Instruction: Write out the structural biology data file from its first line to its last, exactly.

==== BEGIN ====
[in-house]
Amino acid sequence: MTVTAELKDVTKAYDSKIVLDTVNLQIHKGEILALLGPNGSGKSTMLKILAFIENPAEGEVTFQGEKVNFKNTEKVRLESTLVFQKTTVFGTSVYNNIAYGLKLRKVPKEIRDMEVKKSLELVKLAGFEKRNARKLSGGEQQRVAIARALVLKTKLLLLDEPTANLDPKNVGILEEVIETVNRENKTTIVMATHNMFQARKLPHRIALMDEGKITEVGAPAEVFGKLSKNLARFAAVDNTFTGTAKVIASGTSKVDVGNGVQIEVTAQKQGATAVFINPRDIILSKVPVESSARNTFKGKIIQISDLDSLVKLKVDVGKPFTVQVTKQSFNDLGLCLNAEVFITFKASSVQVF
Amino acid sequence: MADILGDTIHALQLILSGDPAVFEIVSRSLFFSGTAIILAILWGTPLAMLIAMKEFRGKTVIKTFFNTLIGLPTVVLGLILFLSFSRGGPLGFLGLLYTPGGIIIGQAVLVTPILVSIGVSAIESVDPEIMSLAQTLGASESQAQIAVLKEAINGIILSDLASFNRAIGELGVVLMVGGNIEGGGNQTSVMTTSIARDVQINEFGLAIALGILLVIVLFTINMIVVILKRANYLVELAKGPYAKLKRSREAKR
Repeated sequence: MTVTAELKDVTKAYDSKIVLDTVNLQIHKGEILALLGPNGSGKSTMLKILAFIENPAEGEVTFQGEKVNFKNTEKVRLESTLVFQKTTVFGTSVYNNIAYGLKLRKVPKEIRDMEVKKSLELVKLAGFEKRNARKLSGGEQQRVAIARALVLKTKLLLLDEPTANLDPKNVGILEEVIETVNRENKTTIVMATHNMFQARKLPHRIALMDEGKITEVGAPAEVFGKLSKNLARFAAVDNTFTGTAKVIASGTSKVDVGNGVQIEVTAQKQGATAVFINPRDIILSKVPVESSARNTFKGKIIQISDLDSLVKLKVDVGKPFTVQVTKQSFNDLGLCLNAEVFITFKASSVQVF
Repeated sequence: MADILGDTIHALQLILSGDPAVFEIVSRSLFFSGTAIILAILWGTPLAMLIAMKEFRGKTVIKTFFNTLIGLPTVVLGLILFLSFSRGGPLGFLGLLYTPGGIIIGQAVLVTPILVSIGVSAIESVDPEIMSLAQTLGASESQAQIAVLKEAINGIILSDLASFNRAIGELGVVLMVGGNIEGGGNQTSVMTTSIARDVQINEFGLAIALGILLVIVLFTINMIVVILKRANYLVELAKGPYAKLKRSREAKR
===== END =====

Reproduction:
[in-house]
Amino acid sequence: MTVTAELKDVTKAYDSKIVLDTVNLQIHKGEILALLGPNGSGKSTMLKILAFIENPAEGEVTFQGEKVNFKNTEKVRLESTLVFQKTTVFGTSVYNNIAYGLKLRKVPKEIRDMEVKKSLELVKLAGFEKRNARKLSGGEQQRVAIARALVLKTKLLLLDEPTANLDPKNVGILEEVIETVNRENKTTIVMATHNMFQARKLPHRIALMDEGKITEVGAPAEVFGKLSKNLARFAAVDNTFTGTAKVIASGTSKVDVGNGVQIEVTAQKQGATAVFINPRDIILSKVPVESSARNTFKGKIIQISDLDSLVKLKVDVGKPFTVQVTKQSFNDLGLCLNAEVFITFKASSVQVF
Amino acid sequence: MADILGDTIHALQLILSGDPAVFEIVSRSLFFSGTAIILAILWGTPLAMLIAMKEFRGKTVIKTFFNTLIGLPTVVLGLILFLSFSRGGPLGFLGLLYTPGGIIIGQAVLVTPILVSIGVSAIESVDPEIMSLAQTLGASESQAQIAVLKEAINGIILSDLASFNRAIGELGVVLMVGGNIEGGGNQTSVMTTSIARDVQINEFGLAIALGILLVIVLFTINMIVVILKRANYLVELAKGPYAKLKRSREAKR
Repeated sequence: MTVTAELKDVTKAYDSKIVLDTVNLQIHKGEILALLGPNGSGKSTMLKILAFIENPAEGEVTFQGEKVNFKNTEKVRLESTLVFQKTTVFGTSVYNNIAYGLKLRKVPKEIRDMEVKKSLELVKLAGFEKRNARKLSGGEQQRVAIARALVLKTKLLLLDEPTANLDPKNVGILEEVIETVNRENKTTIVMATHNMFQARKLPHRIALMDEGKITEVGAPAEVFGKLSKNLARFAAVDNTFTGTAKVIASGTSKVDVGNGVQIEVTAQKQGATAVFINPRDIILSKVPVESSARNTFKGKIIQISDLDSLVKLKVDVGKPFTVQVTKQSFNDLGLCLNAEVFITFKASSVQVF
Repeated sequence: MADILGDTIHALQLILSGDPAVFEIVSRSLFFSGTAIILAILWGTPLAMLIAMKEFRGKTVIKTFFNTLIGLPTVVLGLILFLSFSRGGPLGFLGLLYTPGGIIIGQAVLVTPILVSIGVSAIESVDPEIMSLAQTLGASESQAQIAVLKEAINGIILSDLASFNRAIGELGVVLMVGGNIEGGGNQTSVMTTSIARDVQINEFGLAIALGILLVIVLFTINMIVVILKRANYLVELAKGPYAKLKRSREAKR